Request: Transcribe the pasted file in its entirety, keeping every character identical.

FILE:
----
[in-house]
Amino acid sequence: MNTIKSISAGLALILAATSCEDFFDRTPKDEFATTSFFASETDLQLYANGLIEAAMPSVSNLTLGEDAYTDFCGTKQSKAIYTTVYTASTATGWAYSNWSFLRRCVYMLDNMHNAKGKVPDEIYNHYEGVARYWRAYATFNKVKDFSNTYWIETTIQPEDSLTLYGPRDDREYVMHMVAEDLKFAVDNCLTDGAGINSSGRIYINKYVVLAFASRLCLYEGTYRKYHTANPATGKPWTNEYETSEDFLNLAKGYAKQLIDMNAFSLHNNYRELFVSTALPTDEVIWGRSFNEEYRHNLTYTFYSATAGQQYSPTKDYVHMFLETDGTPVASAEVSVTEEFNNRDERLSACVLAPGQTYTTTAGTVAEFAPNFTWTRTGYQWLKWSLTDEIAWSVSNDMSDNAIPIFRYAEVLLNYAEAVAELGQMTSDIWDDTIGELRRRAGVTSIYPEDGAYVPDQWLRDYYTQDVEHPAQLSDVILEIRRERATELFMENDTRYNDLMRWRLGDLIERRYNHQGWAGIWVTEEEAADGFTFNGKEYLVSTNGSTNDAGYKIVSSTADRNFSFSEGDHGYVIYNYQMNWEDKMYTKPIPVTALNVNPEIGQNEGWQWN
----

[in-house]
Amino acid sequence: MNTIKSISAGLALILAATSCEDFFDRTPKDEFATTSFFASETDLQLYANGLIEAAMPSVSNLTLGEDAYTDFCGTKQSKAIYTTVYTASTATGWAYSNWSFLRRCVYMLDNMHNAKGKVPDEIYNHYEGVARYWRAYATFNKVKDFSNTYWIETTIQPEDSLTLYGPRDDREYVMHMVAEDLKFAVDNCLTDGAGINSSGRIYINKYVVLAFASRLCLYEGTYRKYHTANPATGKPWTNEYETSEDFLNLAKGYAKQLIDMNAFSLHNNYRELFVSTALPTDEVIWGRSFNEEYRHNLTYTFYSATAGQQYSPTKDYVHMFLETDGTPVASAEVSVTEEFNNRDERLSACVLAPGQTYTTTAGTVAEFAPNFTWTRTGYQWLKWSLTDEIAWSVSNDMSDNAIPIFRYAEVLLNYAEAVAELGQMTSDIWDDTIGELRRRAGVTSIYPEDGAYVPDQWLRDYYTQDVEHPAQLSDVILEIRRERATELFMENDTRYNDLMRWRLGDLIERRYNHQGWAGIWVTEEEAADGFTFNGKEYLVSTNGSTNDAGYKIVSSTADRNFSFSEGDHGYVIYNYQMNWEDKMYTKPIPVTALNVNPEIGQNEGWQWN